Finland’s women made history on the home ice of Espoo tonight as they earned their first win over Canada at an International Ice Hockey Federation World Championships.
They will now meet defending and Olympic champions the United States in their first global gold medal play-off.
While Finland have collected 12 bronzes at the World Championships since the event started in 1990, the final has only ever been contested by the US and Canada.
That changed tonight as the bulk of 4,311 spectators packed into Espoo Metro Areena urged the home team on to a 4-2 win with ever-increasing chants of “Suomi!”
History was also made for Canada, who have not won this title since 2012, when they meet the team beaten 8-0 in the other of today’s semi-finals, Russia, to dispute bronze.
It will be their first involvement in anything other than the gold medal play-off in these, the 19th Championships.
"This was one of our dreams, but the big dream's tomorrow," said goalie Noora Raty, an Espoo native, who starred with 43 saves.
"I think it means everything," said Michelle Karvinen.
"This is what needed to happen.
“We have wanted to prove this for a long time, because we knew we could do it.
"I think it will open up a lot of the mindset of women's hockey, that there are more than two teams.
“And everybody can do it if they're just willing to work for it."
Jamie Lee Rattray put Canada ahead after 2min 32sec of the first period, but Ronja Savolainen scored the first of her two goals to send the home team into the first break level.
Finland’s 32-year-old captain Jenni Hiirikoski put her side ahead during the second period, striking after 26min 50sec, but the Pyeonghang 2018 silver medallists levelled just over a minute later through Loren Gabel.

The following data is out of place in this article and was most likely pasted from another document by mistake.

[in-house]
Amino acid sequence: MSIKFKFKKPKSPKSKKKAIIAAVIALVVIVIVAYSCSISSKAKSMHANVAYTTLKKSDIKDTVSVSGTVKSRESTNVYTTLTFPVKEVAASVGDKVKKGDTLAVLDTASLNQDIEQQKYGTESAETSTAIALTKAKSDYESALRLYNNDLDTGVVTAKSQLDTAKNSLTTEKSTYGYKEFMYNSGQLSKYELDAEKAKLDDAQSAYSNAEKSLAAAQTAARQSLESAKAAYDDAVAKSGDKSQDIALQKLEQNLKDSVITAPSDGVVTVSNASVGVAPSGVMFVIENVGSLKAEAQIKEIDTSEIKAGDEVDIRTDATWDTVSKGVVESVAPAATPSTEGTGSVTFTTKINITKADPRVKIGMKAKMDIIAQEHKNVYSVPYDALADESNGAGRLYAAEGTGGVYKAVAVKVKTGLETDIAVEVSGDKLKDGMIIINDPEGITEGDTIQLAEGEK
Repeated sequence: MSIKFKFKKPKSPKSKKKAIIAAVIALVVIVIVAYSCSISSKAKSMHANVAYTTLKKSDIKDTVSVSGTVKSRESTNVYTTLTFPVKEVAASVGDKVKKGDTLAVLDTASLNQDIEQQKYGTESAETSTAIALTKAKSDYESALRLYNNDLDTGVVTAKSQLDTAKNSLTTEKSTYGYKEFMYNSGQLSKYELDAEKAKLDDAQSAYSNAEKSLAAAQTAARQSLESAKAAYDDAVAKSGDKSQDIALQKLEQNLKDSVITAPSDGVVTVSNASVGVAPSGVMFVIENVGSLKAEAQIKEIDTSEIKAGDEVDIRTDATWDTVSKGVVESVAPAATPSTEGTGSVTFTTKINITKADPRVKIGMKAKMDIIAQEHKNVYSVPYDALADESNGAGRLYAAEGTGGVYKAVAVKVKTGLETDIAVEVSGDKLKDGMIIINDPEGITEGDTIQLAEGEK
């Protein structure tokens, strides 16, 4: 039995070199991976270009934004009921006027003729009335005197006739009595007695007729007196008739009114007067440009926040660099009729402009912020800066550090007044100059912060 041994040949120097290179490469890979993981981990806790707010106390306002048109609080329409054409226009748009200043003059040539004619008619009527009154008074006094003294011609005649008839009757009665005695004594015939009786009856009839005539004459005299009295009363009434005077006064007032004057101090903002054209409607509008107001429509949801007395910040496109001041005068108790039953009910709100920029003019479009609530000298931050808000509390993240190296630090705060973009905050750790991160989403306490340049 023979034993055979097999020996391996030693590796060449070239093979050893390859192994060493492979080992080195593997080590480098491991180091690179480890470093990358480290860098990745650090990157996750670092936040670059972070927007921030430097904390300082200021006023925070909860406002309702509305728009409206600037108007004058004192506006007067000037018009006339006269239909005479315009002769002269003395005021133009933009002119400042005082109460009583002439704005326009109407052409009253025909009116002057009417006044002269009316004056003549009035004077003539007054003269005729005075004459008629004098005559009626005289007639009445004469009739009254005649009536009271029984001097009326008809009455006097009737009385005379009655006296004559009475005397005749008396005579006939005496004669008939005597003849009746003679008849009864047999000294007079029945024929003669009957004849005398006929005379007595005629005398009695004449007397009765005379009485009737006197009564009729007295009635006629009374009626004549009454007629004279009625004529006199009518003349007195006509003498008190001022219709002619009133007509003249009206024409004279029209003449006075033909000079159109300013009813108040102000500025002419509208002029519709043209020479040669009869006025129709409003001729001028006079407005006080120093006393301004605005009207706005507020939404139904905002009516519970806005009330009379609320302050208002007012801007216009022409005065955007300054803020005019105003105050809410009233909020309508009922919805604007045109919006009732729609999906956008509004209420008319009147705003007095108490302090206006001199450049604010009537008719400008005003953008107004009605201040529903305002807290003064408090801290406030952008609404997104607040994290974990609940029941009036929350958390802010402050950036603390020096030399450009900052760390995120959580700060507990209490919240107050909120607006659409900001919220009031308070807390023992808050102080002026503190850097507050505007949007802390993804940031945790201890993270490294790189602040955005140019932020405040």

There was no holding the home team, however, and a goal after 36min 18sec by Susanna Tapani sent them into the second break 3-2 ahead.
After a tense third period there was pandemonium as a second goal from Savolainen just 38sec from time confirmed a stupendous breakthrough for the hosts.
"Finland's a great team and they are going to come to play in their home rink in a semi-final game," said Canada's Jill Saulnier.
"And they did just that, I give credit to them.”
Finland had never beaten Canada in six attempts at the Olympics and had only won once in 23 women’s worlds encounters, 4-3 in group play in Plymouth, Michigan in 2017.
In the round robin here in Espoo, Canada thumped the hosts 6-1.
There was never any question of an upset in the other semi-final, however, as the United States moved to within one more victory of a fifth consecutive world title.
Before the game, Finnish legend Marianne Ihailainen had her jersey retired in an on-ice ceremony.
The 52-year-old Tampere native, an eight-time Finnish league champion, captained Finland from 1992 to 2000, winning five women’s worlds bronze medals and the inaugural 1998 Olympic bronze medal.